Yep, the State Department was making the claim that sharing information–the detailed knowledge of how to make a particular firearm, a single shot firearm using a fairly weak pistol cartridge at that–was “exporting a firearm.”  There’s nothing special about CAD files for a 3D Printer.  You could build a far more effective firearm using a CNC milling machine (a cheaper option for firearms manufacture than a 3D printer).  You can build firearms more effective than this 3D printed thing using a few dollars to a few tens of dollars of parts from your local home improvement store.  And it’s not that much more involved to make homemade open bolt submachine guns which are already turning up in places where there are strict gun laws.

Information and the sharing of that information–which is at the heart of First Amendment protections–was what that State Department argument was.  Wilson’s counterarguments were based on that:  freedom of speech and of the press, the right to say, write, and share information without government interference.  After five years of wrangling, the State Department folded.  They granted his first amendment argument.  Yay Freedom.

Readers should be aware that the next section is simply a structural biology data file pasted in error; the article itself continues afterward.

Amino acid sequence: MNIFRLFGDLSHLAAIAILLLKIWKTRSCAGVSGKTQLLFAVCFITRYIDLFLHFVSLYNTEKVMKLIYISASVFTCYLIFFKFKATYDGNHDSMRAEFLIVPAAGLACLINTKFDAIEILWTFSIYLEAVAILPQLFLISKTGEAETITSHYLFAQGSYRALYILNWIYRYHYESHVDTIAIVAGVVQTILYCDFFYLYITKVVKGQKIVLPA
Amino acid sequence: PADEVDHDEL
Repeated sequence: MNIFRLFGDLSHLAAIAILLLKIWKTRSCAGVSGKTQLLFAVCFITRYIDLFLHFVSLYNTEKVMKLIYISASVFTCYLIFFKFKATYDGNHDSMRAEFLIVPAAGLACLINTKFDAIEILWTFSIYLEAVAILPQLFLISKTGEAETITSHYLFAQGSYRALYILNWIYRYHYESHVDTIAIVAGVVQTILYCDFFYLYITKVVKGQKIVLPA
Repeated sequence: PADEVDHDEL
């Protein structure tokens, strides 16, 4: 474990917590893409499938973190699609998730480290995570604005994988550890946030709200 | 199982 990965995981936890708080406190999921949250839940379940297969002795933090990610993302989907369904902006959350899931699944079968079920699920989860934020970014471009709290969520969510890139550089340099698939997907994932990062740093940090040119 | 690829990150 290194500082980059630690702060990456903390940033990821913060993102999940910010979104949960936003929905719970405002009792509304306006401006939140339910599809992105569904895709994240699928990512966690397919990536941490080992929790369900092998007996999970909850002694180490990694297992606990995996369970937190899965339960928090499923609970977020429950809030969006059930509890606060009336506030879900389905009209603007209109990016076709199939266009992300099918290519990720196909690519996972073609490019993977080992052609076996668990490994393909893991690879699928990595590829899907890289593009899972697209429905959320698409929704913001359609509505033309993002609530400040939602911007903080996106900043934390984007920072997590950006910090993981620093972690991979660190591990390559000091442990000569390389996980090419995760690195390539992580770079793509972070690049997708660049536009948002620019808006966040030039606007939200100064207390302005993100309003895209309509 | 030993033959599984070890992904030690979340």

Of course the anti-gun Freedom deniers couldn’t stop there.  Nope, we ended up with various municipalities filing lawsuits against Defcad and Wilson.  We had politicians foaming at the mouth, screaming about how this would create a new era of untraceable and undetectable guns (as if we didn’t already have the capability easier.  One wag pointed out an “undetectable” AR15 type rifle.  He never mentioned that the only part of the rifle that would be made out of plastic is the lower receiver (and there are already plans for making AR receivers out of plastic kitchen cutting boards using hand tools) and the “furniture” (stock, pistol grip, and forward hand guard).  Things like the barrel, bolt carrier group, and internal components would still be made out of metal.  But then anti-gun folk have never been known for their expertise on firearmsEven President Trump has come down against these 3D printed guns. (I have noted before that Trump is not the friend of the Constitution, and particularly the 2nd Amendment, that some people hope for–he’s just not as bad as the typical Democrat.)